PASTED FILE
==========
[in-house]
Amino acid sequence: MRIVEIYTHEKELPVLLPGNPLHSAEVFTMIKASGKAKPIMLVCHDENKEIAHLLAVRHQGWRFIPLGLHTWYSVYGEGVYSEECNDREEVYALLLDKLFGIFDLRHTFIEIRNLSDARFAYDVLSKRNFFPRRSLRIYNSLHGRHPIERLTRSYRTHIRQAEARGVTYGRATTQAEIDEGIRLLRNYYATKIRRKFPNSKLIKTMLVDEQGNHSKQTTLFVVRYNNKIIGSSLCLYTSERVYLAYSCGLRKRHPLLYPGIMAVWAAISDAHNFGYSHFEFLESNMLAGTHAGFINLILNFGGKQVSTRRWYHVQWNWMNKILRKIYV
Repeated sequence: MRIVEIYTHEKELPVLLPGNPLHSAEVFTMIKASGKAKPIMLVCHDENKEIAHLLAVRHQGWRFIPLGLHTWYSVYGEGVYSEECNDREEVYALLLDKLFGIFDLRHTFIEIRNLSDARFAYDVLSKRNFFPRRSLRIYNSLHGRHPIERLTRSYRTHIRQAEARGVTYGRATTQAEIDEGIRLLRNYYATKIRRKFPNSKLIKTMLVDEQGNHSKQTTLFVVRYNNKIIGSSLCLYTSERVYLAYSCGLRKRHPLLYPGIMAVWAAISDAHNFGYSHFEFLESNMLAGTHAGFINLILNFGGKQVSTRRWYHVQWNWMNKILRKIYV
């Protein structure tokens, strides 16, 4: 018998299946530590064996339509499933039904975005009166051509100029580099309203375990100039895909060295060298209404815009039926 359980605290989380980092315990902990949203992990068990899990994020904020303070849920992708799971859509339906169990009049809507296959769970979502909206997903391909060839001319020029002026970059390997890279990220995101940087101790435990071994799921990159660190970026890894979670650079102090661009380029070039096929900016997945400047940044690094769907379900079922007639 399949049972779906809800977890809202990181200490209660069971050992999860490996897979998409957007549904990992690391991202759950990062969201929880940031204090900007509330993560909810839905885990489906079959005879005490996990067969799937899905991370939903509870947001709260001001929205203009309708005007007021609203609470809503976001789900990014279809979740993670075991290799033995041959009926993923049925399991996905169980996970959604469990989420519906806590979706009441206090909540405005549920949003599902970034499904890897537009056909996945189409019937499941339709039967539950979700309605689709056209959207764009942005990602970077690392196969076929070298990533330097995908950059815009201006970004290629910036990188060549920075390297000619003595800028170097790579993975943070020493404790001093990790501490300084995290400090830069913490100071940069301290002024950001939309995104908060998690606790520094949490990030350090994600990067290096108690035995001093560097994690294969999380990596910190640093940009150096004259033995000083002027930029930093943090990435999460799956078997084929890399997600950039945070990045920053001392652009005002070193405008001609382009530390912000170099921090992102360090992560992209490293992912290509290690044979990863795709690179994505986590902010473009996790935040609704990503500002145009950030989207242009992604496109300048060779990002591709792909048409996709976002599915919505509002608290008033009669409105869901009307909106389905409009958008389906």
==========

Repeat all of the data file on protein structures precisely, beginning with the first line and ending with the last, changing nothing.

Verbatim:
[in-house]
Amino acid sequence: MRIVEIYTHEKELPVLLPGNPLHSAEVFTMIKASGKAKPIMLVCHDENKEIAHLLAVRHQGWRFIPLGLHTWYSVYGEGVYSEECNDREEVYALLLDKLFGIFDLRHTFIEIRNLSDARFAYDVLSKRNFFPRRSLRIYNSLHGRHPIERLTRSYRTHIRQAEARGVTYGRATTQAEIDEGIRLLRNYYATKIRRKFPNSKLIKTMLVDEQGNHSKQTTLFVVRYNNKIIGSSLCLYTSERVYLAYSCGLRKRHPLLYPGIMAVWAAISDAHNFGYSHFEFLESNMLAGTHAGFINLILNFGGKQVSTRRWYHVQWNWMNKILRKIYV
Repeated sequence: MRIVEIYTHEKELPVLLPGNPLHSAEVFTMIKASGKAKPIMLVCHDENKEIAHLLAVRHQGWRFIPLGLHTWYSVYGEGVYSEECNDREEVYALLLDKLFGIFDLRHTFIEIRNLSDARFAYDVLSKRNFFPRRSLRIYNSLHGRHPIERLTRSYRTHIRQAEARGVTYGRATTQAEIDEGIRLLRNYYATKIRRKFPNSKLIKTMLVDEQGNHSKQTTLFVVRYNNKIIGSSLCLYTSERVYLAYSCGLRKRHPLLYPGIMAVWAAISDAHNFGYSHFEFLESNMLAGTHAGFINLILNFGGKQVSTRRWYHVQWNWMNKILRKIYV
């Protein structure tokens, strides 16, 4: 018998299946530590064996339509499933039904975005009166051509100029580099309203375990100039895909060295060298209404815009039926 359980605290989380980092315990902990949203992990068990899990994020904020303070849920992708799971859509339906169990009049809507296959769970979502909206997903391909060839001319020029002026970059390997890279990220995101940087101790435990071994799921990159660190970026890894979670650079102090661009380029070039096929900016997945400047940044690094769907379900079922007639 399949049972779906809800977890809202990181200490209660069971050992999860490996897979998409957007549904990992690391991202759950990062969201929880940031204090900007509330993560909810839905885990489906079959005879005490996990067969799937899905991370939903509870947001709260001001929205203009309708005007007021609203609470809503976001789900990014279809979740993670075991290799033995041959009926993923049925399991996905169980996970959604469990989420519906806590979706009441206090909540405005549920949003599902970034499904890897537009056909996945189409019937499941339709039967539950979700309605689709056209959207764009942005990602970077690392196969076929070298990533330097995908950059815009201006970004290629910036990188060549920075390297000619003595800028170097790579993975943070020493404790001093990790501490300084995290400090830069913490100071940069301290002024950001939309995104908060998690606790520094949490990030350090994600990067290096108690035995001093560097994690294969999380990596910190640093940009150096004259033995000083002027930029930093943090990435999460799956078997084929890399997600950039945070990045920053001392652009005002070193405008001609382009530390912000170099921090992102360090992560992209490293992912290509290690044979990863795709690179994505986590902010473009996790935040609704990503500002145009950030989207242009992604496109300048060779990002591709792909048409996709976002599915919505509002608290008033009669409105869901009307909106389905409009958008389906």